This year the Freedom Flotilla Coalition will launch an all-women fleet to challenge the nearly 10-year-old blockade of Gaza. In late September two boats, the Amal-Hope and Zaytouna-Oliva, will leave Italy and set sail for the coast of besieged Gaza to challenge Israel’s illegal blockade of the Palestinian territory. The Flotilla will aim to arrive in Gaza on October 1st, visiting other Mediterranean ports along the way to raise awareness and collaborate with local organisations, inviting local boats to sail with them for some legs of the trip. The flotilla boats will then be donated to the people of Gaza.
According to Women’s Boat to Gaza website, the blockade of the densely populated Gaza strip “is a form of collective punishment”, which violates the Geneva Conventions and denies the 1.8 million inhabitants “the possibility to support themselves, security of food supplies, medical care, education, drinkable water and cultural exchange”. To add salt to the wound, Gaza is still suffering from the effects of the brutal 2014 attack by the Israeli military, which lasted 51 days and, according to the UN Independent Commission of Inquiry, killed 2,251 Palestinians, including 1,462 civilians, of whom 551 were children. Over 11,000 Palestinians were injured, 1,500 children orphaned, 18,000 homes destroyed and half a million people displaced.
Another UN report published last year predicts that Gaza will be uninhabitable by 2020. Homes, schools and hospitals have been destroyed. 90% of the water is not drinkable and electricity is only available for a few hours a day. There is over 30% unemployment, 75% of the population are dependent on international aid, 35% of agricultural land and 85% of fishing waters are inaccessible due to restrictions imposed by the Israeli military and navy. Around half the population are under the age of 18.
The Freedom Flotilla Coalition supports the Palestinian struggle for freedom and justice based on international law, which includes: an end to the occupation and dismantling of the apartheid wall, equal rights for Palestinian citizens under Israeli law, and the right of return for refugees to their homes and property. Its aim is to end the blockade of Gaza completely and permanently. Another aim of the women’s mission is to highlight the important role of women in the struggle for human rights in Palestine.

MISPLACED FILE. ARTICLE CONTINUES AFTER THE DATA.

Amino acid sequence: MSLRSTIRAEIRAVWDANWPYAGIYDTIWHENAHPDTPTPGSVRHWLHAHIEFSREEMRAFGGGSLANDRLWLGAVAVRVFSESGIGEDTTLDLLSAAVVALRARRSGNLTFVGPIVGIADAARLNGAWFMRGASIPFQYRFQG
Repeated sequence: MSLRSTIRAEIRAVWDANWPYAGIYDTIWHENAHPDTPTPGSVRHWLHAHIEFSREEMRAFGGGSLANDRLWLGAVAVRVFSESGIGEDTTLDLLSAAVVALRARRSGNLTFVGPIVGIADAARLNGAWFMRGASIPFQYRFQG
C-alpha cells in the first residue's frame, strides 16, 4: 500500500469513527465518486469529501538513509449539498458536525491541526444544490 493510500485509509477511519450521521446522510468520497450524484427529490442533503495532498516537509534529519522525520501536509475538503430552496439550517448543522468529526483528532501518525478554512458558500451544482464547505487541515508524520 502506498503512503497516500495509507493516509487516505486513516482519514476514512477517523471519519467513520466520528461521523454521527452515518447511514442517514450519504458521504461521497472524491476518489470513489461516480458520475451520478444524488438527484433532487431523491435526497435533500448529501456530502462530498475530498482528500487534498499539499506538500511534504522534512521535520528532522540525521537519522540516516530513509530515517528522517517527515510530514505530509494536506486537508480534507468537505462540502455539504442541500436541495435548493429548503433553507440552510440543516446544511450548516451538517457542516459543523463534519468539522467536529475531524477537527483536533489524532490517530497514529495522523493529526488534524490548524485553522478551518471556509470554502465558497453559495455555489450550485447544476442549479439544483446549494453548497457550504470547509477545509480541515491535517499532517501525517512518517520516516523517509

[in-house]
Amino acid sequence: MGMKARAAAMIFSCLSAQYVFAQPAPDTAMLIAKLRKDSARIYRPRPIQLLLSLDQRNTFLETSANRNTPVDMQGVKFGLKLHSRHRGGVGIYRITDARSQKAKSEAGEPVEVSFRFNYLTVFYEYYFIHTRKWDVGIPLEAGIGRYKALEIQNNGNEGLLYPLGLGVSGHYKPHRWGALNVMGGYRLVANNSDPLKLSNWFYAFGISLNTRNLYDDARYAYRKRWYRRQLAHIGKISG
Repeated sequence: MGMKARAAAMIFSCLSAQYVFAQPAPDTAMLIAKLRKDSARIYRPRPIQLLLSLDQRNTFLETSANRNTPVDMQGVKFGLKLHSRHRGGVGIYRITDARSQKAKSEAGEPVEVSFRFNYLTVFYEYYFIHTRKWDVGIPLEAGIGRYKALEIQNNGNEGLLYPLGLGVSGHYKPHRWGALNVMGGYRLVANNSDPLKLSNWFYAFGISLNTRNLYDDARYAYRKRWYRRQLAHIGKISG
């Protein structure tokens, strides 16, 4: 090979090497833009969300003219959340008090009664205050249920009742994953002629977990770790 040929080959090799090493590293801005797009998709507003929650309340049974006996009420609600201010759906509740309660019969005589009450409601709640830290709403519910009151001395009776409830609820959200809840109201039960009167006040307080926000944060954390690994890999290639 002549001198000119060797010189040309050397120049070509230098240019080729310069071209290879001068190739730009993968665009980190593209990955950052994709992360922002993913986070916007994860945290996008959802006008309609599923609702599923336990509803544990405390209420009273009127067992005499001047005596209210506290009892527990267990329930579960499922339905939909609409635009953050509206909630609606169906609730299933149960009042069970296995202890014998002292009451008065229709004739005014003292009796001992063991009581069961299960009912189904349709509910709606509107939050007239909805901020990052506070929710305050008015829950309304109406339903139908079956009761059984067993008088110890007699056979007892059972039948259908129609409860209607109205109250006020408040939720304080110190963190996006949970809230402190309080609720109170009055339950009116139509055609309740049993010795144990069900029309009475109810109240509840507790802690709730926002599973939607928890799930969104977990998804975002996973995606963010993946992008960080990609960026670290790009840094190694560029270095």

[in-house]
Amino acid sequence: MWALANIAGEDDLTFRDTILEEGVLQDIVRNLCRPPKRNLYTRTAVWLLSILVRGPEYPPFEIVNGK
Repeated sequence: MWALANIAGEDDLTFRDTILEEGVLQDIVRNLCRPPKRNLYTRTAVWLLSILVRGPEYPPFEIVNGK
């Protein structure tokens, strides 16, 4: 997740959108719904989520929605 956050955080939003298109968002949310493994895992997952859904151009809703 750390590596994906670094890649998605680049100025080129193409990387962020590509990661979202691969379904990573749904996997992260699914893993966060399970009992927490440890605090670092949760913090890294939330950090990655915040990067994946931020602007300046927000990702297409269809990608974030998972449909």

Organisations in Norway, Canada, Italy, South Africa, Spain, USA, New Zealand and Australia are participating in the Women’s Boat to Gaza campaign, with more to be announced. The Freedom Flotilla Coalition organised the previous Freedom Flotillas in 2010, 2011 and 2015 and this is the first all-women Flotilla to sail to Gaza. The Flotilla will be crewed entirely by women, with prominent women participants confirmed from several participating countries (more to be announced), including Nobel Laureate and peace activist from Northern Ireland Mairead Maguire, Naomi Wallace (US), our own Marama Davidson, who is the New Zealand Green Party spokesperson on Human Rights, and Gerd von der Lippe (Norway). Also on board will be Cigdem Topçuoglu, whose husband was killed on the Mavi Marmara in 2010.
The 2010 Flotilla gained significant international attention when one of the ships, the Turkish Mavi Marmara, was attacked by the Israeli Occupation Force (IOF), killing nine passengers (a tenth died four years later, never recovering from a coma caused by injuries sustained in the attack). This was a turning point for the campaign, sparking large international protests. Subsequent Freedom Flotillas have not suffered any deaths, although the response from the IOF is still violent, with reports of tasers being used on intercepted vessels. In 2011 the second Freedom Flotilla suffered sabotage to its ships, only one of which managed to approach Gaza, but was boarded and redirected to an Israeli port. Among those on the 2015 Flotilla were two MaoriTV journalists, Ruwani Perera and Jacob Bryant, who made a two-part documentary about the Flotilla. Their boat was intercepted and they were detained in Israel before being sent back to New Zealand.